A new national report by the March of Dimes gave Texas a grade of D for its number of preterm births compared with other states and says Texas also is below the national average in prenatal care – both indicators of maternal health in the state.
In 2020, 10.8% of Texas births were preterm, down slightly from 11% in 2019, the March of Dimes report says. However, Texas’ percentage of preterm births has stayed in a narrow range between about 10.2% and 11% since 2010, and the rate continues to affect Black women and children disproportionately.
Texas’ D grade was just below the national grade of C-minus that March of Dimes gave the U.S. The 2020 U.S. preterm birth rate of 10.1% barely changed from 10.2% in 2019. Since 2010, the national rate also has stayed in a narrow range, between 9.6% and 10.2%.
About 20% of Texas women – compared with 14.9% nationally – either begin receiving prenatal care in the fifth month of pregnancy or later, or attend less than 50% of the appropriate number of visits for the infant’s gestational age, the report also says.
Texas has taken strides to address issues tied to maternal and infant health in recent years, says Houston obstetrician-gynecologist Lisa Hollier, MD, chair of the Texas Maternal Mortality and Morbidity Review Committee (MMMRC).
However, serious disparities remain, and many of them are tied to social factors, she says.
For instance, the preterm birth rate among Black women in Texas is 41% higher than the rate among all other women, the March of Dimes data show. In 2017-19, 14% of live births to Black women were preterm, compared with 10.8% for Hispanics, 10.5% for Native Americans-Alaska Natives, 9.7% for whites, and 9% for Asian-Pacific Islanders.
“We have so many gaps and so many opportunities here in Texas, and if we look at this with an equity lens – what are the things we need to be doing to enhance equity – I think addressing the social factors is just so incredibly important,” Dr. Hollier said.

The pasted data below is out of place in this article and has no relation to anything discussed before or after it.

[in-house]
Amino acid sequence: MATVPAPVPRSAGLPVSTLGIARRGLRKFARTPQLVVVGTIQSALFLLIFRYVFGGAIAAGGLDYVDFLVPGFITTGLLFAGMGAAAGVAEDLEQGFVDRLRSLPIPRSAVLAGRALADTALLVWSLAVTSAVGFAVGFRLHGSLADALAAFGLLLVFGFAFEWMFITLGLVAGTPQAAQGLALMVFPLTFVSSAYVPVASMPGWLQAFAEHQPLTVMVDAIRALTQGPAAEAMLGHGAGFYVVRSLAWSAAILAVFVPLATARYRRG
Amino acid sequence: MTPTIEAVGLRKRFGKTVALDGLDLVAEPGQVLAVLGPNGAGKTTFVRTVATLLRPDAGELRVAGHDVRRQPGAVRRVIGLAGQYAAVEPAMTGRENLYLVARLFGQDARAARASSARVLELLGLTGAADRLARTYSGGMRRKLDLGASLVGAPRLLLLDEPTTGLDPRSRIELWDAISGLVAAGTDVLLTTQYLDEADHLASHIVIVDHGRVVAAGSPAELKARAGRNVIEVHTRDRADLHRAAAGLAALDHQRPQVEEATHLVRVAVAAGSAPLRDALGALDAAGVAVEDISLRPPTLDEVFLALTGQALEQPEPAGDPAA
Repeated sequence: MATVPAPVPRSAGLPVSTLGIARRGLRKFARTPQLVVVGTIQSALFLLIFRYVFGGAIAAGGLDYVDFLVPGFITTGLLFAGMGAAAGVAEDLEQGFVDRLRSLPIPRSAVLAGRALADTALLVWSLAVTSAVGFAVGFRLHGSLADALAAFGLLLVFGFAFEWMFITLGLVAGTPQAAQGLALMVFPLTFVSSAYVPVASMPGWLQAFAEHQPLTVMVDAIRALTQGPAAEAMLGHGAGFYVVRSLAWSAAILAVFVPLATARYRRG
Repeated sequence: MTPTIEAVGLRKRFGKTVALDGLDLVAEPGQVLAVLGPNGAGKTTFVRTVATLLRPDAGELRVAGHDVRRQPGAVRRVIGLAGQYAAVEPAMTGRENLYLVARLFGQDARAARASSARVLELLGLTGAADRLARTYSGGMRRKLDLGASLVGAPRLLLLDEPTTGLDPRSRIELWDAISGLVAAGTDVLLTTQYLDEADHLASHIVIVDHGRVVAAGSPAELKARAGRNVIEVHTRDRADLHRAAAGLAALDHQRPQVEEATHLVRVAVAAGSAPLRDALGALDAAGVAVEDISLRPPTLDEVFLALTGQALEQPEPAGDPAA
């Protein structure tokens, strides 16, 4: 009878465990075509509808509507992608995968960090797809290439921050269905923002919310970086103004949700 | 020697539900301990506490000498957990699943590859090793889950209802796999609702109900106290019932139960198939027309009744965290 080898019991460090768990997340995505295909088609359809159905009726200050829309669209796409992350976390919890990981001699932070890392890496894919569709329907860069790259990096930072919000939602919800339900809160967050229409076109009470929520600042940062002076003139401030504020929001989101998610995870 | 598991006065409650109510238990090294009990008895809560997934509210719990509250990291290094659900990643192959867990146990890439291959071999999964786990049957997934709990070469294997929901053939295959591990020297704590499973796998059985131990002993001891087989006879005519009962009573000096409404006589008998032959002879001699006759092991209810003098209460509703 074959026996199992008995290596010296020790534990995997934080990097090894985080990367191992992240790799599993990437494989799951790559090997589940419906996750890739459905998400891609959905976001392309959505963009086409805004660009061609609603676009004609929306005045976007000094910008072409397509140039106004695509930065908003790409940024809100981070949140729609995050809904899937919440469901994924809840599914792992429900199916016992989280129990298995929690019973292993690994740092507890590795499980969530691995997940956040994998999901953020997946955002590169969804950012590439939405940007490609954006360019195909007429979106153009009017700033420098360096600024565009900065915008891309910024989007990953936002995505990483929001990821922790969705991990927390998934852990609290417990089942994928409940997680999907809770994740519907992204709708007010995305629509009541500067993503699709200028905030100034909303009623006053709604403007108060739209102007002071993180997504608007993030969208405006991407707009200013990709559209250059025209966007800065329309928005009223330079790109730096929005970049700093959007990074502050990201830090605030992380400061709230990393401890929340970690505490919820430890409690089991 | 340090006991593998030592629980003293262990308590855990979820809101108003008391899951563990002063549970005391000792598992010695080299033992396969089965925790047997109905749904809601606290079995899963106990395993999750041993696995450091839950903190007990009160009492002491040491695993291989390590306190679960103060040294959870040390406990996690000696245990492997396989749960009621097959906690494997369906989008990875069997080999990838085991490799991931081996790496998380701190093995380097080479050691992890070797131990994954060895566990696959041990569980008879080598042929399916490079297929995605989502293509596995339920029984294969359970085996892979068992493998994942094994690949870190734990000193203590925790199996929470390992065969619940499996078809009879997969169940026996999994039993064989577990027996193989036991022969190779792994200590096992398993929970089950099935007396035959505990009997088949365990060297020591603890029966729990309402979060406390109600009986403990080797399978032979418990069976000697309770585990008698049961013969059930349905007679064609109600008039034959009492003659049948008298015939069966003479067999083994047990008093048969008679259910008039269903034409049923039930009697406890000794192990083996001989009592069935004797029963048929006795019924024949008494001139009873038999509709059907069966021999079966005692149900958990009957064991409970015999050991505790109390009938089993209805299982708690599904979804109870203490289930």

Dr. Hollier praised the March of Dimes report for including a social vulnerability index, which compares the impact of social determinants of health by county (see map on page 14 of the report).
“Socially vulnerable populations are at greater risk of experiencing poor health outcomes during a public health emergency,” the report said. “The same factors used in the index also contribute to poor maternal and infant health outcomes, including poor access to maternity care.”
The index measures differences among counties using 15 social factors, grouped into four areas: socioeconomic status, household composition and disability, minority status and language, and housing type and transportation. Each aspect of the index uses physical or social factors that help estimate where poor health outcomes may be more prevalent.
“Probably 80% or 90% of our health outcomes are determined by social factors, including food, housing, transportation, education – the context in which we live our lives,” Dr. Hollier said.
The report faulted Texas policymakers for not adopting Medicaid expansion or passing legislation to cover care by doulas – trained companions who provide physical, emotional, and educational support to new mothers. TMA backs Medicaid expansion and in the 2021 legislative session supported House Bill 2685, which – had it passed – would have created a pilot program to provide Medicaid coverage for doula services.
The report did credit Texas for setting up the MMMRC and creating a perinatal quality collaborative that works to improve maternal and infant health care. It also credited the Lone Star State for allowing midwives to practice. Two types of midwives practice in Texas – certified nurse midwives and direct entry, also known as lay midwives. TMA strongly supports use of the former as members of the care team because of their extensive education and training. However, TMA continues to call for greater education, oversight, and accountability regarding direct-entry practitioners.
The report also pointed out Texas lawmakers passed House Bill 133, a TMA-backed measure that provides women enrolled in pregnancy-related Medicaid with six months’ postpartum coverage, an increase from the previous two months.
Although the law took effect Sept. 1, Texas still needs to obtain a federal Medicaid waiver to enact the change. But if the federal budget reconciliation bill – also known as the Build Back Better Act – passes, it will supersede the state law and redefine Medicaid postpartum coverage as a full 12 months in every state.
The MMMRC recommends 12 months of postpartum coverage, a proposal TMA strongly supports. However, Texas’ six-month extension is extremely welcome and will save lives, Dr. Hollier says.
“As the public health emergency [from COVID-19] winds down and women are transitioned off Medicaid, I really hope that [HB 133] is in place, and we’re able to provide comprehensive Medicaid coverage for women at least six months postpartum.”